The Story of the Table and Understanding Your Audience by Seth Godin

Brilliant simplicity from Seth Godin:

The person who invented the banquet table, the round table for ten, wasn’t doing it to please those at the banquet or even the banquet organizer. He did it because this is the perfect size for the kitchen and the servers. The table for ten is a platonic ideal of the intersection of the geometry of bread baskets, flower arrangements and salad dressing. Bigger and you couldn’t reach, smaller and there’s no room.

But, here’s the thing: the table for ten isolates everyone at it. You can’t talk to your left without ignoring your right, and you can’t talk across the table without yelling. And so, the very thing you’ve set up to engage the audience actually does the opposite. This is even true if you’re taking nine people out for dinner–ten at a table undermines what you set out to do.

Worse, if you’re brave enough to have a speaker or a presentation at your banquet, you’ve totally undermined your goals. Half the audience is looking in the wrong direction, and there are huge circles of empty white space that no microphone can overcome.

In my experience–I’m sharing a hugely valuable secret here–you score a big win when you put five people at tables for four instead. Five people, that magical prime number, pushes everyone to talk to everyone. The close proximity makes it more difficult to find a place for the bread basket, but far, far easier for people to actually do what they came to do, which is connect with one another.

Thousands of speeches later, I can tell you that the single worst thing an organizer can do to her event is sit people at tables for ten.

If you want to let the banquet manager run your next event, by all means, feel free. Just understand that his goals are different from yours.

>> At your next event with table seating, are you ready to take a risk and change the dynamics of connections?

Read more from Seth here.

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ABOUT THE AUTHOR

VRcurator

Bob Adams is Auxano's Vision Room Curator. His background includes over 23 years as an associate/executive pastor as well as 8 years as the Lead Consultant for a church design build company.

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COMMENTS

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Recent Comments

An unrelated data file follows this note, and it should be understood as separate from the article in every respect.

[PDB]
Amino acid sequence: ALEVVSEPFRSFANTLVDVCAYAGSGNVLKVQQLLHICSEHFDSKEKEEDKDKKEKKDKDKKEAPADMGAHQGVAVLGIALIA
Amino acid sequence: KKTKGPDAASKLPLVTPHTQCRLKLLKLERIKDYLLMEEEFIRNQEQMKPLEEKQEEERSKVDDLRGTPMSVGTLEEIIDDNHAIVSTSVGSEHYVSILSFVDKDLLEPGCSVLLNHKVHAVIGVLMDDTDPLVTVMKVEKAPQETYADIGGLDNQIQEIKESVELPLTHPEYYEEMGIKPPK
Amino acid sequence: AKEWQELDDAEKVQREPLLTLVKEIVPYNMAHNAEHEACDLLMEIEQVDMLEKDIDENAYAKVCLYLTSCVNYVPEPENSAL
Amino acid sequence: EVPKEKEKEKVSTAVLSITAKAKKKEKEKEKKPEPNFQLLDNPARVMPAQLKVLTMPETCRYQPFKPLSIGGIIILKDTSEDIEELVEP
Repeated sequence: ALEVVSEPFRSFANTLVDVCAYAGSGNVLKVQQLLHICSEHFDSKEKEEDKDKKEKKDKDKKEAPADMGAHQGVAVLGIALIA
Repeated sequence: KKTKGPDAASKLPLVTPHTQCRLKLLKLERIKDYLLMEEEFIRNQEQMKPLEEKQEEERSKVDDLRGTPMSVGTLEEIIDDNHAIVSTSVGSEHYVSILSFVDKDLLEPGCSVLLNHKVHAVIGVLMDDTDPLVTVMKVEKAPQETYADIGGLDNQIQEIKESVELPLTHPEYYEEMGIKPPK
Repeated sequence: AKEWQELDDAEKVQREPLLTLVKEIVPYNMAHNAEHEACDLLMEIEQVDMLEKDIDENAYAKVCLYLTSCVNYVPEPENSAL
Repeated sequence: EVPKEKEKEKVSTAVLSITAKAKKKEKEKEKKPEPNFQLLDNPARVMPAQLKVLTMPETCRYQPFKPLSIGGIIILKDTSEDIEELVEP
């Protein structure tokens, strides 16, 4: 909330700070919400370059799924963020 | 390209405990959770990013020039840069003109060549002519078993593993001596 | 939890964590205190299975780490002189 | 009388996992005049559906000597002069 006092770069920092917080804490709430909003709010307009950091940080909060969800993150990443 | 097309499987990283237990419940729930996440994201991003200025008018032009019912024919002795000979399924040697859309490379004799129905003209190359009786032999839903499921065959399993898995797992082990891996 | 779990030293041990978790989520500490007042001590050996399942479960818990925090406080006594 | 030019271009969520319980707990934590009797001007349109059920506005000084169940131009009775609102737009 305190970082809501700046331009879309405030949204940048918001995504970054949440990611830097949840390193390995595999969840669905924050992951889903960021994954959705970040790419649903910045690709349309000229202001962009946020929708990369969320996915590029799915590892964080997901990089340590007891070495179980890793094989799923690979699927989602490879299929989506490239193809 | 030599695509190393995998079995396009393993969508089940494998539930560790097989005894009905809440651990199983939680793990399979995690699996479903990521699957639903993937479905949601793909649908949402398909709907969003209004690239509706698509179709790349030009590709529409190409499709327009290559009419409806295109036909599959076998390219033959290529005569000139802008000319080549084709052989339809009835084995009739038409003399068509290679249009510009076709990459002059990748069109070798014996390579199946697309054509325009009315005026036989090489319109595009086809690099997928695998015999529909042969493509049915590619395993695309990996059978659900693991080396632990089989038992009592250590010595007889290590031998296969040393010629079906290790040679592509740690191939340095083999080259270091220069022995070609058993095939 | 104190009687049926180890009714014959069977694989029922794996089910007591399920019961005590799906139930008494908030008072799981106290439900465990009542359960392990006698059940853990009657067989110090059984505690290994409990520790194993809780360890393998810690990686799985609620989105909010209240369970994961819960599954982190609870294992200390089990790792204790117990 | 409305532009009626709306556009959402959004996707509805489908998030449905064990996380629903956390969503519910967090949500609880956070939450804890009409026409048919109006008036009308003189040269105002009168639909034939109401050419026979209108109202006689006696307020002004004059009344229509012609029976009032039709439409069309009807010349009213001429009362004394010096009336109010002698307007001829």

What happens when u dont have a meeting place any more. And u was forced out because the buliding wasnt available any more.
 
— Debra
 
If someone wants entertainment they're going to the wrong place. Church is not a place for entertainment...or in my opinion a barrage of coffee and donuts. Why are churches today bringing the world INTO them? Then there's the thing with children...age appropriate??? These little guys can pick stuff up in service. Besides Jesus said Suffer little children, and forbid them not, to come unto me: for of such is the kingdom of heaven. Mt. 19:14.
 
— Laurie
 
I love the intentionality here as well as the challenge to look at the data. That's missing so many times. I would like to offer a contrarian's take. Church members and regular attenders have so many ways to get information: Announcements, bulletins, social channels, relationships, and email being among the options. But brand new people are likely going to check out the website and that's it. It might be wiser for churches with limited time and resources to focus their website almost exclusively to guests. This group of people isn't looking for a calendar of events but wants to know about regular programs. They probably aren't interested in watching all of the messages but instead may want to preview one of the services. For the times we need church members to go to websites (sign up for camp, join a group, etc), we're probably better off designing and promoting a specific page rather than cluttering up the homepage.
 
— Michael Lukaszewski (@mlukaszewski)
 

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